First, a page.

I know it sounds odd, but the chili and the spaghetti sauce will cook together to make a thick, chunky sauce that doesn’t taste like either one.
        Pop it in the oven about 350, 375 or so, and cook it for a good 20 to 30 minutes. If you see any black forming on the edges of your cheese, it’s ready; a bit past done, actually.

        That’s the simplified form.

        I can’t stand enchilada sauce that looks like someone left some ketchup out in the sun too long.

    • No, I’m thinking chili consistency.

      Okay, I’m going to try it. And let all you who are dying to know how it turns out.

  2. Make some rice on the side, so that he can pour the chili over it/put the rice in the chili to give it some more heft? That might also solve the “soup” aspect. Or just make it worse. I’m not really sure.

    • I remember Alton Brown saying that’s the way they roll in Italy.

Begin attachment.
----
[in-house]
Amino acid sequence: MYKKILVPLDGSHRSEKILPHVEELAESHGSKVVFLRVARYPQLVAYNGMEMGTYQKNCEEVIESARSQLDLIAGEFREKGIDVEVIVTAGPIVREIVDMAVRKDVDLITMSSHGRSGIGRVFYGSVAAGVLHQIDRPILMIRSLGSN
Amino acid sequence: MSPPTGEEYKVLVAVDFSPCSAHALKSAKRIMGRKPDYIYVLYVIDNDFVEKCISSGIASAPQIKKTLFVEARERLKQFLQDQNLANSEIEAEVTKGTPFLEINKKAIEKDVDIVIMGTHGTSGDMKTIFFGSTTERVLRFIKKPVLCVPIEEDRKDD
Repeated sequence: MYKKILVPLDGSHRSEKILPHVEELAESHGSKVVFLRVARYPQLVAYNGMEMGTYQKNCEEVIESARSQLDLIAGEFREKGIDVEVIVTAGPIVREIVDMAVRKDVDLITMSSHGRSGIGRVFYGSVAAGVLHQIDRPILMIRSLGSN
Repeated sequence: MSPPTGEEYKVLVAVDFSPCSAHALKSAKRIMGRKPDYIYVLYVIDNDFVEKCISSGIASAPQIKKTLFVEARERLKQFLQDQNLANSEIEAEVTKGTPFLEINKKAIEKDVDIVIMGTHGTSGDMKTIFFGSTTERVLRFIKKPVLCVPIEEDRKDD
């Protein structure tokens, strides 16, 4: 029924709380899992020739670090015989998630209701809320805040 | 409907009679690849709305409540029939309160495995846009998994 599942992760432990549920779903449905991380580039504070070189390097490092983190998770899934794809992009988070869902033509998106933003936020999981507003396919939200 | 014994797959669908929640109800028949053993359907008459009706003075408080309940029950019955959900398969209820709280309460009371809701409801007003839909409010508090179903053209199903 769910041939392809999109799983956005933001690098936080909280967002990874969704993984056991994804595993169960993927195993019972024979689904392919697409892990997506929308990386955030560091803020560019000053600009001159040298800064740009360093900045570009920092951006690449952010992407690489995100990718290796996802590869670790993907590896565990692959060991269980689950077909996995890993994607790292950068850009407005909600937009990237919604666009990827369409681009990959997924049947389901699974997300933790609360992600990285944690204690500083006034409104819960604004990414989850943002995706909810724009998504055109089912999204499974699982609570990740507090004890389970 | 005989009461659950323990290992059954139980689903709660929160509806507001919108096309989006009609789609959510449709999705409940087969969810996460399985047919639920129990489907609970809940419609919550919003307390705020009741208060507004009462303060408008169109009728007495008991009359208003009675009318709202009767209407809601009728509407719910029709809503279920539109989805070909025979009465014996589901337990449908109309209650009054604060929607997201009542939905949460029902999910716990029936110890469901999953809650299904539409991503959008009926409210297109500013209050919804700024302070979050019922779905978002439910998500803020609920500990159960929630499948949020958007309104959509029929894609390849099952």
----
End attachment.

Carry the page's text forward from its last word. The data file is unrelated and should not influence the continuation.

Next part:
• I dunno about that; I’ve always had pasta with my sauce in Italy. But Kazzy’s basic question is correct — if you want to eat a bowl of meat sauce, go ahead and eat it! The Italian Culinary Academy might object but they aren’t in your house so they can suck it.

        • You guys are right. I’m making red gravy for dinner, and that’s it!

    • At work, they make pretty bland pasta but very tasty sauce. I often just pour it over the mix roasted vegetables and it’s delicious. AND nutritious.

  3. Put it over pasta (I’m thinking mostaccioli, but feel free to improvise.)

    • To my intense and continual sadness — nay, grief — no pasta for me until baby weight is off.

      • I don’t know what I would do if I had to live without carbs. Good luck.

        • Miss Mary – it’s only half a life. All my favorite foods are carbs!

      • I think it just might be, particularly considering that this is a post of Rose’s, and it’s about chili, of all things.

        So I’m keeping it, though I did see fit to modify things just a wee bit.